Vancouver interpretive centre planned to memorialize internment of Japanese Canadians

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      Vancouver is going to have an interpretive centre about the internment of Japanese Canadians during the Second World War.

      The centre will be a new program at the Japanese Hall, which was designated by the federal government last year as a national historic site.

      The introduction of the centre was mentioned as part of submissions in a rezoning application for the Japanese Hall located at 475-487 Alexander Street.

      According to a design rationale paper prepared by Birmingham & Wood Architects Planners, a digital interactive wall that visitors can physically interact with will be a central feature to the experience.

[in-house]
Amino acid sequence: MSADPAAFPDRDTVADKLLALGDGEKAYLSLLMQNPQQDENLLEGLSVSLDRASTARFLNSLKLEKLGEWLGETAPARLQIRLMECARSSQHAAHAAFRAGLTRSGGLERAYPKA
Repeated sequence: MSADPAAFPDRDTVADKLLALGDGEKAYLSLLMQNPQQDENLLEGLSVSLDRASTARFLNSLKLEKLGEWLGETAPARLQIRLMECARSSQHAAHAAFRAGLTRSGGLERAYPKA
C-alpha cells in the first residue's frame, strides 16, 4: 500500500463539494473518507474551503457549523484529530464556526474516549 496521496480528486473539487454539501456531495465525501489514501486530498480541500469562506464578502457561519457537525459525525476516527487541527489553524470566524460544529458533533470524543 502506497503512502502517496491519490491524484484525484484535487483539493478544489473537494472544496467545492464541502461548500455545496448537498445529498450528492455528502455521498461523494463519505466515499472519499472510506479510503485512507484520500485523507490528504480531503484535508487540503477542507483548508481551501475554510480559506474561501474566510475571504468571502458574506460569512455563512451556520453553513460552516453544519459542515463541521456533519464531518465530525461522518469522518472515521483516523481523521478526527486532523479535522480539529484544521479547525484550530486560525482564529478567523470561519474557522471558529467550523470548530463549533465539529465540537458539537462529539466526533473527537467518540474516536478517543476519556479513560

Behind the digital screen will be an audio-visual room and storage area.

      “The long term plan for the Japanese Hall is to introduce a new program for the building: an Interpretive Centre program, where children from around the Lower Mainland can visit to learn of the Japanese Internment experience,” according to the architectural firm.

      The rezoning application is intended to allow the addition of a mezzanine inside the hall’s auditorium.

      “The newly created mezzanine space above the storage area will be used as break-out space for classes visiting the interpretive program,” according to Birmingham & Wood.

      In 2012, the B.C. government formally apologized for the internment of Japanese Canadians in camps in the province.

      The Canadian government in 1942 ordered 21,000 people of Japanese descent to relocate to camps in B.C. interior.

      Properties belonging to Japanese Canadians were also seized.

      In 1988, the Canadian federal government formally apologized to Japanese Canadian survivors and their families, and a $300 million compensation package was provided.